Native peoples by the shore knew where to find sustenance. Ancient humans knew a good thing when they saw it. The consumption of oysters and the like over time led to the creation of huge mounds of shells, as we have discovered. Middens created by the survival imperative. Standing by the wrack, looking out over the moonlit sea, I am surrounded by the water, the walls of the cottage, the oysters in my belly: the middens between me and the world, keeping me alive and sane.

22 April 2019

Middens, Part 4

To be at rest in the present day is becoming a luxury. Technology is convincing us that not only should we be connected, but we have to be connected. All access, all the time, as evidenced by our anxious search for recharging stations in public spaces. I marvel at the growth of my own disquiet while the battery percentage drops. Retreating into the dynamic serenity of dunes and breakers affords ample space to realize the disquiet is symptomatic of an affliction, one that is a creeping corrosion of peace of mind. Another weighty breaker pummels the shore. Emphatic maritime punctuation to my belated realization.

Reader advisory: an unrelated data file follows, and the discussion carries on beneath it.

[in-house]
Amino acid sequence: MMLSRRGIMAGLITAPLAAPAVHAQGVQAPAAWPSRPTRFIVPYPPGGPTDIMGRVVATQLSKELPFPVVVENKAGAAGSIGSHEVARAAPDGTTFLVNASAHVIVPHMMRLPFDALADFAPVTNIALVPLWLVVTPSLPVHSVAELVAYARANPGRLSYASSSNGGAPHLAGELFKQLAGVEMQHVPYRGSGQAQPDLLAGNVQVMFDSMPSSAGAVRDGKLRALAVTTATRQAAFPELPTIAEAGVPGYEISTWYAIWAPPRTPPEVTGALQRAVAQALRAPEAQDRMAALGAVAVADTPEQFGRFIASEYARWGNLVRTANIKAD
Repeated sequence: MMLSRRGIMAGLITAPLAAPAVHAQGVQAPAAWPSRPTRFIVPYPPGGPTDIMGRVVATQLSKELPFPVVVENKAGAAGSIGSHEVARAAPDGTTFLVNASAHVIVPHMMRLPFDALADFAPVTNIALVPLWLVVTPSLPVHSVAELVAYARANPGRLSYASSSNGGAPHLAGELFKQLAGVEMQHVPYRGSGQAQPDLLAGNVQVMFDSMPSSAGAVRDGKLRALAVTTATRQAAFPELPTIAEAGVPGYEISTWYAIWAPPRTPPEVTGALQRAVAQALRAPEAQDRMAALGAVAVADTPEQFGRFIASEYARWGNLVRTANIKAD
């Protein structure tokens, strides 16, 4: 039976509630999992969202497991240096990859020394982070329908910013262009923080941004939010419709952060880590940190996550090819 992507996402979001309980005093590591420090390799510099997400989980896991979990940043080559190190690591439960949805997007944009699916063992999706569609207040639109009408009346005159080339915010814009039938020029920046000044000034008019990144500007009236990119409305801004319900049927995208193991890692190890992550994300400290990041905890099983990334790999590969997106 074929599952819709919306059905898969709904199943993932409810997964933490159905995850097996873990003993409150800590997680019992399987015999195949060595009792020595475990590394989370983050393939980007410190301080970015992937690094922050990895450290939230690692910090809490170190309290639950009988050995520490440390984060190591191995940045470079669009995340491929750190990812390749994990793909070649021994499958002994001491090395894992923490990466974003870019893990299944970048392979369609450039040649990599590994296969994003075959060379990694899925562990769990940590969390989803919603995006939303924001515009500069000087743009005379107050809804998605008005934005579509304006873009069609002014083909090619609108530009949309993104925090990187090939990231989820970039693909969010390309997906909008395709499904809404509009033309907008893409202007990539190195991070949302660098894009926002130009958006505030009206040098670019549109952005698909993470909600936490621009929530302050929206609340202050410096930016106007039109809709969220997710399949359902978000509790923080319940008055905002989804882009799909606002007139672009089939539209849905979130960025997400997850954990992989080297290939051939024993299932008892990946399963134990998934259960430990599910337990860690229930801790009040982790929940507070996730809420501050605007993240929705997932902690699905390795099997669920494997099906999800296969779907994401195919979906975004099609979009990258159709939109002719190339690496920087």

The horizon is the next nearest barrier, and it is far away. Its arc is faintly limned by the silver light of a moon yet to rise. My thoughts a mirror to the glow, I can feel a revelation creeping in on little padded paws. The hearth smolders. I will wait and see what the currents bring.

To Be Continued

15 April 2019

Middens, Part 3

Sand, in the form of dunes, is the cradle here. I feel them swaddling the cottage. The day is on a gentle glide into night. Stars reveal themselves as burnished dimes embedded in a firmament of deepening indigo. I have lost track of how long I have been here in the chair by the window. Cool air redolent with aromas of iron and salt drifts though the casements. This is the scent of the world, of threads that bind me to it. It is an olfactory blanket which serves in part as shield against “dry land and its bitter memories”, to borrow a phrase from a favorite song.

The notion of shields has been hovering about my mind as of late. The world as it is seems to be on fire. Every day brings some new fresh hell of political chicanery, social disruption, or environmental chaos. The Internet alternates between being a crucial source of information and a digital dumpster. Having shields means having the means to preserve sanity and optimism. It means being able to endure. Satisfying our appetites, the hungers we feel, becomes it own form of shield. Eating comforting food, reading an engaging book, or laying eyes on a beautiful vista are all shield-building exercises.